Buddha’s First Truth

· Uncategorized
Authors

SeatedBuddhaGandhara2ndCentury

Buddha‘s first teaching was on the four noble truths, and it still remains the very foundation on which Buddhism is built. In the next few posts I will go through these truths in an easy to understand way. I would encourage you to post comments and questions on this blog. That way I will be able to clear up any doubts you may have.

The first noble truth is ‘There is suffering.’ There is big discussion about the translation of the word suffering, but as nobody has ever come up with a better word, we’ll stick with it. Suffering here means a dissatisfaction, discontentment, an uneasy feeling running through our lives. Buddha stated that there are three types of suffering:

Firstly, the suffering of pain. This one is easy for us to understand, as it is our daily suffering. It is when we have a headache, cold, hangover and so on. This is physical suffering. Then there is the mental suffering. We may be feeling lonely because someone has left us, or we may be feeling sad because someone has died. These are all the suffering of pain.

Secondly, we have the suffering of happiness. Now this one is a bit harder for us to understand. When we are happy we never think about suffering, but it is there just lurking around the corner. Let’s look at some examples:

You buy a new iPad and you are so happy. You show it to your family and friends who are envious. You take this iPad everywhere with you and use it everyday to play games, surf the net, watch films and so on. You could not be happier. Then one day you can’t find it. It has been stolen. Now that happiness you had has changed into sadness – this is the suffering of happiness.

Another example: you are on the metro sitting opposite the most beautiful person you have ever seen. You start talking and meet up later that week for a drink. After a while you become lovers and eventually marry. Your life is total bliss. You are married to the most beautiful person in the world. You couldn’t be happier. Then one day he/she meets someone else and leaves you. Now your happiness has changed and you are feeling sad and angry – this is the suffering of happiness.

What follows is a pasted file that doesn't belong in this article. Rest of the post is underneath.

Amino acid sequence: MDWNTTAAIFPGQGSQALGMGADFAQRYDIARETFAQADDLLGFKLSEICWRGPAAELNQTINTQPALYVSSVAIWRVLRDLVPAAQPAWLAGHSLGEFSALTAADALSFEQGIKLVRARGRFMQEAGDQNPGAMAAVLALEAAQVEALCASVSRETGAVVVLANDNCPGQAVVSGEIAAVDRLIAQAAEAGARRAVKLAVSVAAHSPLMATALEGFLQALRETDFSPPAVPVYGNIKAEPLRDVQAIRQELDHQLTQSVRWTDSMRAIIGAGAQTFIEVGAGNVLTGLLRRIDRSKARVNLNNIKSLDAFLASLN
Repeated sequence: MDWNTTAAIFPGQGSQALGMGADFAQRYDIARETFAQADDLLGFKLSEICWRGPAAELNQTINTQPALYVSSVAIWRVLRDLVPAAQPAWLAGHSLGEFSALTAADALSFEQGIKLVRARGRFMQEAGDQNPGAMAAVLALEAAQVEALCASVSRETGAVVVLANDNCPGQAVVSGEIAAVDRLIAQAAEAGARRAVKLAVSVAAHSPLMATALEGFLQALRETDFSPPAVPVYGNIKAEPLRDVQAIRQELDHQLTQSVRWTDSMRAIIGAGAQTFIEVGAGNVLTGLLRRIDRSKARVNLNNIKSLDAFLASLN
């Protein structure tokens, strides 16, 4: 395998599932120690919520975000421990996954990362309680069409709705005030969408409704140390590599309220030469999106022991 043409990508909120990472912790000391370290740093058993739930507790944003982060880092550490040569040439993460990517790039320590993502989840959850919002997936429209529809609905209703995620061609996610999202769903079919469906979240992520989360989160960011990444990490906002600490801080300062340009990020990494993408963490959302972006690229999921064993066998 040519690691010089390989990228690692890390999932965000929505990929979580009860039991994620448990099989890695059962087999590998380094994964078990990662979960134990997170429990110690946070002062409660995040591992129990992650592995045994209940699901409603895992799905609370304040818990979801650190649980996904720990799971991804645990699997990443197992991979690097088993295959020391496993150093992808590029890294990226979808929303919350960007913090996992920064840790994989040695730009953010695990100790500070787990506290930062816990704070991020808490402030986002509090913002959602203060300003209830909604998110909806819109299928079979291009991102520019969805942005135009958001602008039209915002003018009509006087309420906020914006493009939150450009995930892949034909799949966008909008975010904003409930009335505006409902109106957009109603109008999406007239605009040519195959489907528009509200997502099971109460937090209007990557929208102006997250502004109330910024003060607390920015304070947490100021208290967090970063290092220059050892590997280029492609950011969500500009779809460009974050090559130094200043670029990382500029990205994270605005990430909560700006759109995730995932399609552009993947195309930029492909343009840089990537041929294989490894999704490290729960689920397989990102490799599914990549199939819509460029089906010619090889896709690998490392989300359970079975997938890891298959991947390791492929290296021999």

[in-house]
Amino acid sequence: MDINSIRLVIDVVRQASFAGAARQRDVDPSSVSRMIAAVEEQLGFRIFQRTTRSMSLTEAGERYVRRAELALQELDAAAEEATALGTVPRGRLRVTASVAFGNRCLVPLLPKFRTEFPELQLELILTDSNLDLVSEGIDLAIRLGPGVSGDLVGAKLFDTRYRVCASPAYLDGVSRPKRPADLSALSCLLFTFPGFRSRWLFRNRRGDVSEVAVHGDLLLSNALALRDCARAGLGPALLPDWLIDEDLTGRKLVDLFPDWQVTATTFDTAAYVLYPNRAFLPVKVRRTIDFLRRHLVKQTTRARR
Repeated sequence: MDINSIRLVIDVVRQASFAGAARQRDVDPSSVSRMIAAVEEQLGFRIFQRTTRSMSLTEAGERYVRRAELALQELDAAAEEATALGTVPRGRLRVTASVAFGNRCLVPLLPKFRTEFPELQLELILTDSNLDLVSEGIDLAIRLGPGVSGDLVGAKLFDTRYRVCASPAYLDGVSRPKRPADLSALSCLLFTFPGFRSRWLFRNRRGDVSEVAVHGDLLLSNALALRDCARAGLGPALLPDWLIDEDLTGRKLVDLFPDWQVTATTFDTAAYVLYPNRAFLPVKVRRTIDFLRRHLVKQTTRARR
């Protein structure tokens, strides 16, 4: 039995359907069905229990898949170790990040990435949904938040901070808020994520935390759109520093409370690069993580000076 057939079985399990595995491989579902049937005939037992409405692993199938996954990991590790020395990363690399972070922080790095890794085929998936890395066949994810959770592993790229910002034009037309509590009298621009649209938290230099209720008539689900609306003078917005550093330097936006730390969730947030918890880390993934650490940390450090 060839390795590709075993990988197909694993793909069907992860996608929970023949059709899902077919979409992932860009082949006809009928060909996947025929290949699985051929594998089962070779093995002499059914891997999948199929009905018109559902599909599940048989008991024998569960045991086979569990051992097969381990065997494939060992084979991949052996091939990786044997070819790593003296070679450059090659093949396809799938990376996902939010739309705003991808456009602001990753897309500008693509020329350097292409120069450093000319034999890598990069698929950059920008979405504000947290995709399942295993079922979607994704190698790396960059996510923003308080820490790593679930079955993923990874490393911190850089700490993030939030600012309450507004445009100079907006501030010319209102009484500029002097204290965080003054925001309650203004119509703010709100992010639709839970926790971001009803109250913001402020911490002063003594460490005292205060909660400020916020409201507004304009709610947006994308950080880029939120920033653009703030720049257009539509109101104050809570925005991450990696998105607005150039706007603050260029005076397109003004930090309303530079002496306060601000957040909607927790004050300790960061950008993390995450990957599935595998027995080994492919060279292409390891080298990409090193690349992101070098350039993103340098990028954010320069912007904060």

The third suffering is the all-pervasive suffering. This type of suffering is within everything in our lives, but because it is suffering on a subtle level, we are prone to missing it. This type of suffering is a condition that exists because of how we perceive ourselves in relation to the world. So you could say that our entire worldly experience is a definition of suffering that we cannot even see.

So how do we see ourselves and the world? Well, we see them as separate – I’m here and the world is outside of me. In other words, as subject and object. We see ourselves as a solid, independent self.

But Buddha taught that this is not true and we are actually the coming together of five things, namely, the five aggregates. This may sound a little odd but I will explain this point in my next posting.

So the way we look at things, subject and object, me and everything else, is in some way the cause of our suffering that will come to us in the future. It is like eating a wonderful meal but not

knowing it has been poisoned. Whilst we are eating the food we are happy, but later on, once the poison starts to work, we suffer.